Farmers will soon enter the twilight zone with a new artificial intelligence technology posed by New Zealand based company, Iris Data Science (IDS).

Their new project – Sheep NN – is a technology that aims to use AI visual imaging technology to identify individual sheep. The project has received a $40,000 grant from Callaghan Innovation to prototype the software.

How does it work?

IDS have collected sheep face images that are fed into a machine-learning model, which adapts to identify distinct sheep facial features. It uses similar technology to that used in airports to identify people against their passport. It will function like a “mobile phone camera”.

Implications and future outlook

The technology will remove the need for traditional ear-tagging or the more expensive RFID-based solutions. It is designed to be a faster and cheaper alternative to flock management.

Similar technology has been studied as a form of managing animal wellbeing. Researchers at the University of Cambridge used facial recognition to detect sheep facial cues and determine their welfare.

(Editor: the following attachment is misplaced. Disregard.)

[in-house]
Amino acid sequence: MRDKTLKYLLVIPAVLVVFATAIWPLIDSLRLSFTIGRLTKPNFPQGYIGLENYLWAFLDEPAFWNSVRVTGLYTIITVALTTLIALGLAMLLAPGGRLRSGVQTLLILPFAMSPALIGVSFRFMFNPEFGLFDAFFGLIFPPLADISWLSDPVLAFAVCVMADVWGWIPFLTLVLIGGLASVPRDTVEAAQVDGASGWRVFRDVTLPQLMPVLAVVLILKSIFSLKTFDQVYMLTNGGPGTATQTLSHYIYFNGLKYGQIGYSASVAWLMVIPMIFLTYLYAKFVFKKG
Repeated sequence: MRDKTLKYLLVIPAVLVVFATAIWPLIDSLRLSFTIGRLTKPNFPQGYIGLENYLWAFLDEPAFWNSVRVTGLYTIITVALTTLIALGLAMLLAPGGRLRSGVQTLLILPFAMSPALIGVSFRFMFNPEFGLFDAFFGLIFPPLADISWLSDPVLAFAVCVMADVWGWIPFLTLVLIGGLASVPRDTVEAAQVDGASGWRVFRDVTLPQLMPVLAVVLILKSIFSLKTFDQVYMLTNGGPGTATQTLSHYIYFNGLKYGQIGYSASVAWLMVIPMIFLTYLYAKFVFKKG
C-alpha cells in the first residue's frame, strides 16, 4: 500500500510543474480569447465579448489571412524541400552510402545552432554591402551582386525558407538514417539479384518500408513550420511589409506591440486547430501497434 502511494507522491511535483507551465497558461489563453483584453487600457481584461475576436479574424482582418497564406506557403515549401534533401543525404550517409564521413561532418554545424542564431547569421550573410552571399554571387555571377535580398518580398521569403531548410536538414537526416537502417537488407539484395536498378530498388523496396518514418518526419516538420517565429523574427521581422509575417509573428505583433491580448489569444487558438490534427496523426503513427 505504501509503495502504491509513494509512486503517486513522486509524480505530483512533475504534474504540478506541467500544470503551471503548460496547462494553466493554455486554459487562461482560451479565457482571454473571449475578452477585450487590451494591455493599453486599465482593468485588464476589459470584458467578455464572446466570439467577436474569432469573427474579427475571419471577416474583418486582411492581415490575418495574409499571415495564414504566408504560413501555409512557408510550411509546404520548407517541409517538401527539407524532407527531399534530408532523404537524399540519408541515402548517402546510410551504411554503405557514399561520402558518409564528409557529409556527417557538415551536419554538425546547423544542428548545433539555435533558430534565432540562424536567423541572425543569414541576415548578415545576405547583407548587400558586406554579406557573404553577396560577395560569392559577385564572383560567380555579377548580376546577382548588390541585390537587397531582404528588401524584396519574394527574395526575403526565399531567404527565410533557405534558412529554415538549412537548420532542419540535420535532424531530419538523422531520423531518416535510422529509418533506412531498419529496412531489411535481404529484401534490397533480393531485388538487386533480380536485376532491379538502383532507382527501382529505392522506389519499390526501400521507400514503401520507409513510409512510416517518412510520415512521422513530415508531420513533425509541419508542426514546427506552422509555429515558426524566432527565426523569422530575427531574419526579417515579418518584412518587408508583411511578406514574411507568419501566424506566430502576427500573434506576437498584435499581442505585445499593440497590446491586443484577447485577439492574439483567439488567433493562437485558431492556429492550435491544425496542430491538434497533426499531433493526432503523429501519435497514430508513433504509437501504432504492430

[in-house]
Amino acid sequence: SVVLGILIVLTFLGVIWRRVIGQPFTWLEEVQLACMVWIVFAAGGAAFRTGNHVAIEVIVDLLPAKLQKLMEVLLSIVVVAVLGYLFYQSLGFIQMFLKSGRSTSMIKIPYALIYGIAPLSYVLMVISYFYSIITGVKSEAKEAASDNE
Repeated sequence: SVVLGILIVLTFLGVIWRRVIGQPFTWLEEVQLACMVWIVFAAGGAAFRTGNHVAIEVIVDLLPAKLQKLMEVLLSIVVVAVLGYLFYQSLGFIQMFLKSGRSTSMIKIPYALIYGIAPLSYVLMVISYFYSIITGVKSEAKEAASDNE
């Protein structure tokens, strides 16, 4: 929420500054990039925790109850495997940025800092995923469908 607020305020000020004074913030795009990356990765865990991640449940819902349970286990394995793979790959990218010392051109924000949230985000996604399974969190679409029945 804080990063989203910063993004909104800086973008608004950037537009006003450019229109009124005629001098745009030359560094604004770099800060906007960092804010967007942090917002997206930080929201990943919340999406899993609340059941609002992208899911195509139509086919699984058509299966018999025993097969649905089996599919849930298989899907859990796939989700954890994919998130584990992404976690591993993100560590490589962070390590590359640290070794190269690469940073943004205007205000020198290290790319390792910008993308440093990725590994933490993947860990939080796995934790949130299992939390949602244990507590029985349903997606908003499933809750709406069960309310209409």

The technology could potentially be used to track the location of animals, and to monitor their behavior and condition. There is also the intention for the same technology to be used for measuring pasture quality in the future.

AgTech in Australia

The project represents a step in technological innovation for livestock management in the Australasian agricultural industry. The AgTech sector has already seen some developments in supply chain management and data aggregation to improve crop yields; start-ups such as AgriDigital have developed blockchain-based transaction platforms for grain growers. Agri-business have been described as data driven machines, therefore the need for oversight and efficient management of livestock and crops is steadily growing.

With AgTech pitched to become Australia’s next billion-dollar industry by 2030, technology has a major role to play in advancing Australia’s economy. To keep our agricultural industry competitive in the global arena, targeted investment in technology is essential.

Authors: Tim Gole, Clare Beardall and Erin Kirker

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